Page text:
Merck & Co is in the dock again after a damaging report by the Associated Press which claims the firm was looking to reformulate its now-withdrawn blockbuster painkiller Vioxx (rofecoxib) to reduce cardiovascular side effects in 2000, over four years before the drug was finally recalled [[01/10/04a]].
After a study in March 2000 found that patients taking Vioxx were five times more likely to have heart attacks than individuals using naproxen, Merck said that this was a result of the latter’s cardioprotective properties and not any defect in Vioxx. However, AP is claiming that Merck researchers were considering combining Vioxx with another agent to reduce the risk of heart attacks and strokes and filed an application with the US Patent Office in 2001 to combine the drug with a thromboxane inhibitor, though the project was later dropped.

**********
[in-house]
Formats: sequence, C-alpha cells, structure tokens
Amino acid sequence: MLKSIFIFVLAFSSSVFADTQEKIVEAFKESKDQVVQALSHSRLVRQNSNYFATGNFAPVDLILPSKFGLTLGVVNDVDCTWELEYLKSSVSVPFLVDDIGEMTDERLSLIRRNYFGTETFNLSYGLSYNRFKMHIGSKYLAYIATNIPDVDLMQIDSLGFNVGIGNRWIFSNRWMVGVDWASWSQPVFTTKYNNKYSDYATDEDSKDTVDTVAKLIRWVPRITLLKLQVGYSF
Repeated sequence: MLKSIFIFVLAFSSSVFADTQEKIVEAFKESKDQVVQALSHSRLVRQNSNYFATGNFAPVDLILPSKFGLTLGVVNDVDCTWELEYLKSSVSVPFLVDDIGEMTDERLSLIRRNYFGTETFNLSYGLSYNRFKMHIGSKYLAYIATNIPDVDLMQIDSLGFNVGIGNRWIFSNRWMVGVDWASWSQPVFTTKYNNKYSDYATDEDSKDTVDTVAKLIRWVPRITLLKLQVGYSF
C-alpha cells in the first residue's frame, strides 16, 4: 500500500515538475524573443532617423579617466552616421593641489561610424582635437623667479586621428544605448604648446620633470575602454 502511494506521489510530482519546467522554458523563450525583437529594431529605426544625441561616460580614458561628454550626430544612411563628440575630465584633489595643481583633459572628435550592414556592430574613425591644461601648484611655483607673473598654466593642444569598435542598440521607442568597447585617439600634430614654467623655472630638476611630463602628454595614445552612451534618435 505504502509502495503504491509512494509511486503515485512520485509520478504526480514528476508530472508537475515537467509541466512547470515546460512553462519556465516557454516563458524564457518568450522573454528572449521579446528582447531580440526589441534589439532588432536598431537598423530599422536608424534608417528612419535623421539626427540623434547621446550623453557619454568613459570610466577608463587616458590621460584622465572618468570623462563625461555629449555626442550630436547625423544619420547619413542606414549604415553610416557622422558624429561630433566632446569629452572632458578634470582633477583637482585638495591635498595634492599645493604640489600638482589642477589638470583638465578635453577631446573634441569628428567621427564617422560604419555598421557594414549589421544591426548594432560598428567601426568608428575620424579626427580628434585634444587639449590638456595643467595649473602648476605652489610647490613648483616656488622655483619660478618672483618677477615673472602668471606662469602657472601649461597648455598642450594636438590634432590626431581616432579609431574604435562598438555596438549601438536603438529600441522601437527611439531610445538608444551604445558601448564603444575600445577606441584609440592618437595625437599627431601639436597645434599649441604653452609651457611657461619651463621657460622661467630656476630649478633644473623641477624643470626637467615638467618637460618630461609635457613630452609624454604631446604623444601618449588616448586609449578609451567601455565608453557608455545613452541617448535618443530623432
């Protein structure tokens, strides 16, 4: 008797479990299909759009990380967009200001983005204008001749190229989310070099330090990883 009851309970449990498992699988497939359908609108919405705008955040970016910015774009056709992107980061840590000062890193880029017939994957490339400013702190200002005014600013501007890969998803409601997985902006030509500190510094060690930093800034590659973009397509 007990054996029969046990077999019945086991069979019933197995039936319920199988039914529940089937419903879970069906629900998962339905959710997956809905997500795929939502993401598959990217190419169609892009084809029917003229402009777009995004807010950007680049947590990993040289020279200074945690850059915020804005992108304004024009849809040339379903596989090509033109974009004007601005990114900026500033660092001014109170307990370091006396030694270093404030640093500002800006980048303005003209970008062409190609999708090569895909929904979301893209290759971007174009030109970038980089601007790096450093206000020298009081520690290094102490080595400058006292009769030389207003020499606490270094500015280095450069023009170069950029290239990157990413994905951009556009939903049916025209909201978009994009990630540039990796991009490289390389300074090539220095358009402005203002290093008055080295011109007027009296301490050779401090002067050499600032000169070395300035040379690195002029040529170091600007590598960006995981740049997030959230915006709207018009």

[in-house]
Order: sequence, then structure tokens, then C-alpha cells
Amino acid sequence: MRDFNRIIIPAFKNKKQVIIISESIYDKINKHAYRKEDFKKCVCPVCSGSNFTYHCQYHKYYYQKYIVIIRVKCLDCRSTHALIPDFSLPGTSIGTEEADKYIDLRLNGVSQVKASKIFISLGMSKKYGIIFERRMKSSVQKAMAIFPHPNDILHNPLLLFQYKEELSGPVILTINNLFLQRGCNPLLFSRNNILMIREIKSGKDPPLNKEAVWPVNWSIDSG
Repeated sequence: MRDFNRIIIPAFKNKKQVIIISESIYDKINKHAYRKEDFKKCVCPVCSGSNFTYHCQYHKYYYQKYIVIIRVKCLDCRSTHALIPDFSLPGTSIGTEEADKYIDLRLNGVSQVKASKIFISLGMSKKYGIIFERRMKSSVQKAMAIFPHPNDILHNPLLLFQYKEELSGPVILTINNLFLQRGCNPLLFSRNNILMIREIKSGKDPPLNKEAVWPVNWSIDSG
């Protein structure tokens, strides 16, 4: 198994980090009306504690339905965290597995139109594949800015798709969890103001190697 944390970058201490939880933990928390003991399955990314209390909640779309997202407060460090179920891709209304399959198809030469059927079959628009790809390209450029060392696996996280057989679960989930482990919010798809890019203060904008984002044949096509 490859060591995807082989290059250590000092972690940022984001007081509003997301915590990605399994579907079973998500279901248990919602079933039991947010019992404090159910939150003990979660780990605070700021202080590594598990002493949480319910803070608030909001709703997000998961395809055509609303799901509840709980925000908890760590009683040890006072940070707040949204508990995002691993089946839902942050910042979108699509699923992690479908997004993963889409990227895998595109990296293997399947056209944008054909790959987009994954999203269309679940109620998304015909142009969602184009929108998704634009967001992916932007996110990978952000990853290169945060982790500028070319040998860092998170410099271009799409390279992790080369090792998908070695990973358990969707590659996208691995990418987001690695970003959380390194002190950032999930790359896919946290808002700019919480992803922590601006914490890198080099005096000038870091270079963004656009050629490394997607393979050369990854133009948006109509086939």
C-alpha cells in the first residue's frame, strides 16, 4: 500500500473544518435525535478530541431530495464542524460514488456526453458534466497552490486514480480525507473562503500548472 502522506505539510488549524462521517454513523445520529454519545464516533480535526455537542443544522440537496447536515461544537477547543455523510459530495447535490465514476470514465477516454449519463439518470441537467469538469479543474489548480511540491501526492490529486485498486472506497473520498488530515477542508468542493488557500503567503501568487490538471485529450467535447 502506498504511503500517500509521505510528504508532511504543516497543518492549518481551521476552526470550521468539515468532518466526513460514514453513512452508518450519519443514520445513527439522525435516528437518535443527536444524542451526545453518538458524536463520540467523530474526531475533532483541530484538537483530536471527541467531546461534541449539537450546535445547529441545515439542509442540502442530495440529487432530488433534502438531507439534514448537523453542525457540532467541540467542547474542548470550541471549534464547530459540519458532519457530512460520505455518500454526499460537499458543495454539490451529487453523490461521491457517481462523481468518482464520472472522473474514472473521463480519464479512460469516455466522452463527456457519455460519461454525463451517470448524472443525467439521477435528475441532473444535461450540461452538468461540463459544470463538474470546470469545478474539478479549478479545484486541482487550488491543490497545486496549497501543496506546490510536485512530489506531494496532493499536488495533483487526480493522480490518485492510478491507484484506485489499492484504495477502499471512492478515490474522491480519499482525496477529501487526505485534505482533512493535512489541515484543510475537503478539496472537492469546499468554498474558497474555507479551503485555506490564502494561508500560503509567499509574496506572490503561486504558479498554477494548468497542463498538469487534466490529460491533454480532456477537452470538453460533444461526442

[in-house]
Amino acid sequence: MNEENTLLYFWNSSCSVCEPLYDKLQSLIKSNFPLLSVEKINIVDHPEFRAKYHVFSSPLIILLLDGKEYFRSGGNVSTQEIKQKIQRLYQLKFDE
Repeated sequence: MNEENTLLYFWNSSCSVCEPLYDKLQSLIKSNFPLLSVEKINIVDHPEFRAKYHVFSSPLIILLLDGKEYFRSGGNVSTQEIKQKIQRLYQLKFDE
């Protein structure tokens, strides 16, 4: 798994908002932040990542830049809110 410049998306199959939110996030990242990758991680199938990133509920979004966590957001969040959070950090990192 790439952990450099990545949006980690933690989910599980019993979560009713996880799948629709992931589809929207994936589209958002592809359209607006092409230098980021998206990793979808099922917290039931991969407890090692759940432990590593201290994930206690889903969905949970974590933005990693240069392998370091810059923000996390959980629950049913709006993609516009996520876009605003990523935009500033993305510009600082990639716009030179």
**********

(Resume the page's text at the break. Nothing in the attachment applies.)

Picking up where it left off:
The news agency goes on to add that it received a document containing this information, which had been mistakenly provided by Merck to plaintiff lawyers in one of the thousands of lawsuits the company is facing over Vioxx.
Law firm Hughes Hubbard & Reed, which is representing Merck in Vioxx product-liability litigation, confirmed that the company had filed such a patent application but stated that it “has nothing to do with Merck’s firm belief in the cardiovascular safety of Vioxx, both before the medicine was approved by the US Food and Drug Administration and right up until Merck voluntarily withdrew Vioxx from the market.”
News of the AP story meant that Merck shares slipped a couple of percentage points and the damage to the company could be considerable given that much of the basis of the lawsuits is that the company hid Vioxx’s risks. Merck has not yet commented officially on the AP story, but the news agency says a lawyer for the firm declined to talk the specifics of the document, stating that it was a privileged internal company discussion.